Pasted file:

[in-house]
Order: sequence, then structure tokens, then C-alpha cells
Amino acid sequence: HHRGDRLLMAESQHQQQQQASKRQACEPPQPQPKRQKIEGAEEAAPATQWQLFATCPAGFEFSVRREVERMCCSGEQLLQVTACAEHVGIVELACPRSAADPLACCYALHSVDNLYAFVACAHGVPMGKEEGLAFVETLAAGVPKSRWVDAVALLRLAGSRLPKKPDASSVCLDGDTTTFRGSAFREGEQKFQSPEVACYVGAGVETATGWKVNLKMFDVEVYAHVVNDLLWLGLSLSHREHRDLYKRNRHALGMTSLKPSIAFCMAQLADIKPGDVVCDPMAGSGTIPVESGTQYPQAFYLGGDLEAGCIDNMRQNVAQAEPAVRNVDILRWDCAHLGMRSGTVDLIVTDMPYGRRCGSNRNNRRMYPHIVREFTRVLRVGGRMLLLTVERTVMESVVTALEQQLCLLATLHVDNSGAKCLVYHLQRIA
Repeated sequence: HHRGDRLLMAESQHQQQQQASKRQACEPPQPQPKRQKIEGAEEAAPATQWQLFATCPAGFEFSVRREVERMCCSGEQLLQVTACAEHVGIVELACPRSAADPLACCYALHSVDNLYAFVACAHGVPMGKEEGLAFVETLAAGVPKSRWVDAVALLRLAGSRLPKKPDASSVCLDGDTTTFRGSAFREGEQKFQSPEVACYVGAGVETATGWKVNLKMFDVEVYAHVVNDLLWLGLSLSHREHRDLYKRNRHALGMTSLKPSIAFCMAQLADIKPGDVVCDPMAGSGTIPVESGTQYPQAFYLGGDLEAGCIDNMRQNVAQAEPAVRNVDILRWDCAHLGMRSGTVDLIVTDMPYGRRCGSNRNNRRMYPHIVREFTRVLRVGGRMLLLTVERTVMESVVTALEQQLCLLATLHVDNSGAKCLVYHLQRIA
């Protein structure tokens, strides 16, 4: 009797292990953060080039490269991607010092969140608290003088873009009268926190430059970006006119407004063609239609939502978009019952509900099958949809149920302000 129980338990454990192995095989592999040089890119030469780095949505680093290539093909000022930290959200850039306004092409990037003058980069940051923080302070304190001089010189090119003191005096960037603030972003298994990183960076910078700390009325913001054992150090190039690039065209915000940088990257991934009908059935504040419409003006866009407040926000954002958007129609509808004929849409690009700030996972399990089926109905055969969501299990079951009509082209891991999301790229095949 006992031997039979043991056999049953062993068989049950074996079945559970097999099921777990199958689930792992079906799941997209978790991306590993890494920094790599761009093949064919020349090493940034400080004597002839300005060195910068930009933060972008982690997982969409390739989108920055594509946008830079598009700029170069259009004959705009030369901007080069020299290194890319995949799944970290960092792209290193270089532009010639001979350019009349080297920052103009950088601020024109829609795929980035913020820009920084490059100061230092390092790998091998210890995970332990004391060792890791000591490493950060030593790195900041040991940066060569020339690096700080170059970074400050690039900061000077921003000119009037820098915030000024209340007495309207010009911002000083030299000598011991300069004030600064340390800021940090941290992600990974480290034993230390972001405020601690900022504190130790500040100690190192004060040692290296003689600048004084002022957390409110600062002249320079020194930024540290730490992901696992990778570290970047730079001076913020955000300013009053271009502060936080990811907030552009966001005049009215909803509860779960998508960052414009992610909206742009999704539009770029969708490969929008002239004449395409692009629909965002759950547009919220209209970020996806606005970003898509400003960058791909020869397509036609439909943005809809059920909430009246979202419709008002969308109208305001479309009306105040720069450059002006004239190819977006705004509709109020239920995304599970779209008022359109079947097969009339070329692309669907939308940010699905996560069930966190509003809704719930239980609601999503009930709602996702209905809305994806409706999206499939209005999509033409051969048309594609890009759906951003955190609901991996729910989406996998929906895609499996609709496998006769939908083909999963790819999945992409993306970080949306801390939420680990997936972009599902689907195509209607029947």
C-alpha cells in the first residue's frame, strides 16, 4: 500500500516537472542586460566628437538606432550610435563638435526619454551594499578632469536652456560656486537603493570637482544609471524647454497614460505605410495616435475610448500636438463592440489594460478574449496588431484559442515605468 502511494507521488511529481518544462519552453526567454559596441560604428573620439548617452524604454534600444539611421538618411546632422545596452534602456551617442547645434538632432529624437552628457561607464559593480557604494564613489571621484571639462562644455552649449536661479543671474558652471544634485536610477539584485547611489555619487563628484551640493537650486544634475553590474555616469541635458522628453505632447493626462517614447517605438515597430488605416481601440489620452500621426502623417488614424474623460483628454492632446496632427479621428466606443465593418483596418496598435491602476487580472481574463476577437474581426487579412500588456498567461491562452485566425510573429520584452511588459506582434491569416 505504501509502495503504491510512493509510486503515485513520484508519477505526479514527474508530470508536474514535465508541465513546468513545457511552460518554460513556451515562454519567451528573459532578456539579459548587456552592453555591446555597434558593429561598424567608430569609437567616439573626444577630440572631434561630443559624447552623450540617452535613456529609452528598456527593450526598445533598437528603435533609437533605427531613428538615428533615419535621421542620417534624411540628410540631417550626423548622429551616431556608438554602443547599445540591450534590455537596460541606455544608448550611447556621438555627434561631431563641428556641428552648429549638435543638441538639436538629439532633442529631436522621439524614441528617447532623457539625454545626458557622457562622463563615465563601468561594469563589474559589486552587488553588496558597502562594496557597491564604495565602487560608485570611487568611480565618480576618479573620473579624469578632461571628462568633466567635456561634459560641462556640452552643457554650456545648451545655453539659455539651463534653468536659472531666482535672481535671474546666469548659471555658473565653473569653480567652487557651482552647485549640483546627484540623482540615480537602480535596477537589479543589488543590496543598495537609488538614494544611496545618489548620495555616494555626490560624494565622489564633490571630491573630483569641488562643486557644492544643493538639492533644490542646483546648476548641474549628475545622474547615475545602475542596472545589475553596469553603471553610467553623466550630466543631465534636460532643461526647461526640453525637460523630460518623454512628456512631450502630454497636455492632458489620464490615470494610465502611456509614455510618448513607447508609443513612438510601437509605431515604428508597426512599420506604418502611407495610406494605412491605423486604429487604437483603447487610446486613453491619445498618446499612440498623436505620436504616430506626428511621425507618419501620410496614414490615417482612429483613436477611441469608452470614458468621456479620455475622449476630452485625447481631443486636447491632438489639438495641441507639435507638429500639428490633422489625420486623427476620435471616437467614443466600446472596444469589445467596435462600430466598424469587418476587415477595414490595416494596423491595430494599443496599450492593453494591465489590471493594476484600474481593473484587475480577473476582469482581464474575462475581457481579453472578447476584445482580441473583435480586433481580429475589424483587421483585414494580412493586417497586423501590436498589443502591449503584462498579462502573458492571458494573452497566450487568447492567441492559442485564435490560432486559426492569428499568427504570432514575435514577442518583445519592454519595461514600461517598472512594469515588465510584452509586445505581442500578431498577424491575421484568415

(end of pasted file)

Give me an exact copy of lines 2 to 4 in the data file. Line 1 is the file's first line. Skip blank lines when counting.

Order: sequence, then structure tokens, then C-alpha cells
Amino acid sequence: HHRGDRLLMAESQHQQQQQASKRQACEPPQPQPKRQKIEGAEEAAPATQWQLFATCPAGFEFSVRREVERMCCSGEQLLQVTACAEHVGIVELACPRSAADPLACCYALHSVDNLYAFVACAHGVPMGKEEGLAFVETLAAGVPKSRWVDAVALLRLAGSRLPKKPDASSVCLDGDTTTFRGSAFREGEQKFQSPEVACYVGAGVETATGWKVNLKMFDVEVYAHVVNDLLWLGLSLSHREHRDLYKRNRHALGMTSLKPSIAFCMAQLADIKPGDVVCDPMAGSGTIPVESGTQYPQAFYLGGDLEAGCIDNMRQNVAQAEPAVRNVDILRWDCAHLGMRSGTVDLIVTDMPYGRRCGSNRNNRRMYPHIVREFTRVLRVGGRMLLLTVERTVMESVVTALEQQLCLLATLHVDNSGAKCLVYHLQRIA
Repeated sequence: HHRGDRLLMAESQHQQQQQASKRQACEPPQPQPKRQKIEGAEEAAPATQWQLFATCPAGFEFSVRREVERMCCSGEQLLQVTACAEHVGIVELACPRSAADPLACCYALHSVDNLYAFVACAHGVPMGKEEGLAFVETLAAGVPKSRWVDAVALLRLAGSRLPKKPDASSVCLDGDTTTFRGSAFREGEQKFQSPEVACYVGAGVETATGWKVNLKMFDVEVYAHVVNDLLWLGLSLSHREHRDLYKRNRHALGMTSLKPSIAFCMAQLADIKPGDVVCDPMAGSGTIPVESGTQYPQAFYLGGDLEAGCIDNMRQNVAQAEPAVRNVDILRWDCAHLGMRSGTVDLIVTDMPYGRRCGSNRNNRRMYPHIVREFTRVLRVGGRMLLLTVERTVMESVVTALEQQLCLLATLHVDNSGAKCLVYHLQRIA